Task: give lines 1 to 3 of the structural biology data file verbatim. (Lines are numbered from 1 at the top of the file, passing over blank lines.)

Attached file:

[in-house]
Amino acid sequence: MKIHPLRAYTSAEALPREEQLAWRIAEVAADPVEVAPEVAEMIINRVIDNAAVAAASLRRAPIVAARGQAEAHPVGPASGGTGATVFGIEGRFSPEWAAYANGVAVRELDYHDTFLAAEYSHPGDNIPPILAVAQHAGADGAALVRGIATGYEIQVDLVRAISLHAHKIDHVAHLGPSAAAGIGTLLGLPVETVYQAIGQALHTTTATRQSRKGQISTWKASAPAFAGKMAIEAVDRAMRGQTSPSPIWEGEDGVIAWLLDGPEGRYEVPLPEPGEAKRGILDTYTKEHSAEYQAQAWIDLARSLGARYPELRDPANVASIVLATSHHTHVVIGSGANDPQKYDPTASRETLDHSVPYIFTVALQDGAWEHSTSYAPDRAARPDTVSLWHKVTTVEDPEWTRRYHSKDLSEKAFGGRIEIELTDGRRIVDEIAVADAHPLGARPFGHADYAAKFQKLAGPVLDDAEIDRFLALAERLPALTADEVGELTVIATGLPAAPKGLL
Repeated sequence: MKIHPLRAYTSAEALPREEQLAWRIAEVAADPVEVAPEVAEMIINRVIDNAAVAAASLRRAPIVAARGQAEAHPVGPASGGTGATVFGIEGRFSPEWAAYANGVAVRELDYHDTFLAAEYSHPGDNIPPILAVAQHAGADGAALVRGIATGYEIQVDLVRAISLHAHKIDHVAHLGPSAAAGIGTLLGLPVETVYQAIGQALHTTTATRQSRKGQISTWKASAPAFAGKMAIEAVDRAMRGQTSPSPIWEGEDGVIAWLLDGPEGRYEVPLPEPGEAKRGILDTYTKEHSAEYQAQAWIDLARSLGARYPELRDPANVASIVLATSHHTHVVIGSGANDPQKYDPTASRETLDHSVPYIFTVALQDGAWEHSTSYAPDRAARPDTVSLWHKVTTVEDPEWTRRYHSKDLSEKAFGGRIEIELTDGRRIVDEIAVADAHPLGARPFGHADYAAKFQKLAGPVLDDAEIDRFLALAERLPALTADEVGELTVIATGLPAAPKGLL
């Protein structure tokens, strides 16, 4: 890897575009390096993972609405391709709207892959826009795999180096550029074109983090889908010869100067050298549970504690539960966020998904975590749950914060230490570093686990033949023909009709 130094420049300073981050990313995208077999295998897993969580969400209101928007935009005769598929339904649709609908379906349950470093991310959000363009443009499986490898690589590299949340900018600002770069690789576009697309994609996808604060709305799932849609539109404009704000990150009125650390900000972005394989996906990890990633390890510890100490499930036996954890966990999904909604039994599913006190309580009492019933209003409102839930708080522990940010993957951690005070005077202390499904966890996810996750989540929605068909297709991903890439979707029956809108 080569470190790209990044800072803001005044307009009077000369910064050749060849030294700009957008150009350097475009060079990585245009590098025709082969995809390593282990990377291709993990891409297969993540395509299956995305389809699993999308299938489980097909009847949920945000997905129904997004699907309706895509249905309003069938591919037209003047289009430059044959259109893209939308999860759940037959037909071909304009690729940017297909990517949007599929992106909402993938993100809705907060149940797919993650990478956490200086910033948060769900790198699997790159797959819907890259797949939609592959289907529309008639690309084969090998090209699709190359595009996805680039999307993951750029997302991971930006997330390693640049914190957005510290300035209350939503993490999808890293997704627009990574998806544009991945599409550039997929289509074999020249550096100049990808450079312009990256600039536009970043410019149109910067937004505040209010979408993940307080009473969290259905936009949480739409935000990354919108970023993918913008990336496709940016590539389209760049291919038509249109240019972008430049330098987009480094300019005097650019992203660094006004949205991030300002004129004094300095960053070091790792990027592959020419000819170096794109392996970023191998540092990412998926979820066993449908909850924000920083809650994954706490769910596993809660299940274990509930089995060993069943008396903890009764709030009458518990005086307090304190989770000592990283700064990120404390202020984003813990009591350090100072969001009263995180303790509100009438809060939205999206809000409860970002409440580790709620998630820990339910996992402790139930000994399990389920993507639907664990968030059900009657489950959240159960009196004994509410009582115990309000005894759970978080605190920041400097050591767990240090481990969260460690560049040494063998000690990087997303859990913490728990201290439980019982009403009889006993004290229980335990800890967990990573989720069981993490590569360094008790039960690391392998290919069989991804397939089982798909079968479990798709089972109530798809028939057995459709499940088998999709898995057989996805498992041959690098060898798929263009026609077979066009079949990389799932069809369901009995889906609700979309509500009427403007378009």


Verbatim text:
[in-house]
Amino acid sequence: MKIHPLRAYTSAEALPREEQLAWRIAEVAADPVEVAPEVAEMIINRVIDNAAVAAASLRRAPIVAARGQAEAHPVGPASGGTGATVFGIEGRFSPEWAAYANGVAVRELDYHDTFLAAEYSHPGDNIPPILAVAQHAGADGAALVRGIATGYEIQVDLVRAISLHAHKIDHVAHLGPSAAAGIGTLLGLPVETVYQAIGQALHTTTATRQSRKGQISTWKASAPAFAGKMAIEAVDRAMRGQTSPSPIWEGEDGVIAWLLDGPEGRYEVPLPEPGEAKRGILDTYTKEHSAEYQAQAWIDLARSLGARYPELRDPANVASIVLATSHHTHVVIGSGANDPQKYDPTASRETLDHSVPYIFTVALQDGAWEHSTSYAPDRAARPDTVSLWHKVTTVEDPEWTRRYHSKDLSEKAFGGRIEIELTDGRRIVDEIAVADAHPLGARPFGHADYAAKFQKLAGPVLDDAEIDRFLALAERLPALTADEVGELTVIATGLPAAPKGLL
Repeated sequence: MKIHPLRAYTSAEALPREEQLAWRIAEVAADPVEVAPEVAEMIINRVIDNAAVAAASLRRAPIVAARGQAEAHPVGPASGGTGATVFGIEGRFSPEWAAYANGVAVRELDYHDTFLAAEYSHPGDNIPPILAVAQHAGADGAALVRGIATGYEIQVDLVRAISLHAHKIDHVAHLGPSAAAGIGTLLGLPVETVYQAIGQALHTTTATRQSRKGQISTWKASAPAFAGKMAIEAVDRAMRGQTSPSPIWEGEDGVIAWLLDGPEGRYEVPLPEPGEAKRGILDTYTKEHSAEYQAQAWIDLARSLGARYPELRDPANVASIVLATSHHTHVVIGSGANDPQKYDPTASRETLDHSVPYIFTVALQDGAWEHSTSYAPDRAARPDTVSLWHKVTTVEDPEWTRRYHSKDLSEKAFGGRIEIELTDGRRIVDEIAVADAHPLGARPFGHADYAAKFQKLAGPVLDDAEIDRFLALAERLPALTADEVGELTVIATGLPAAPKGLL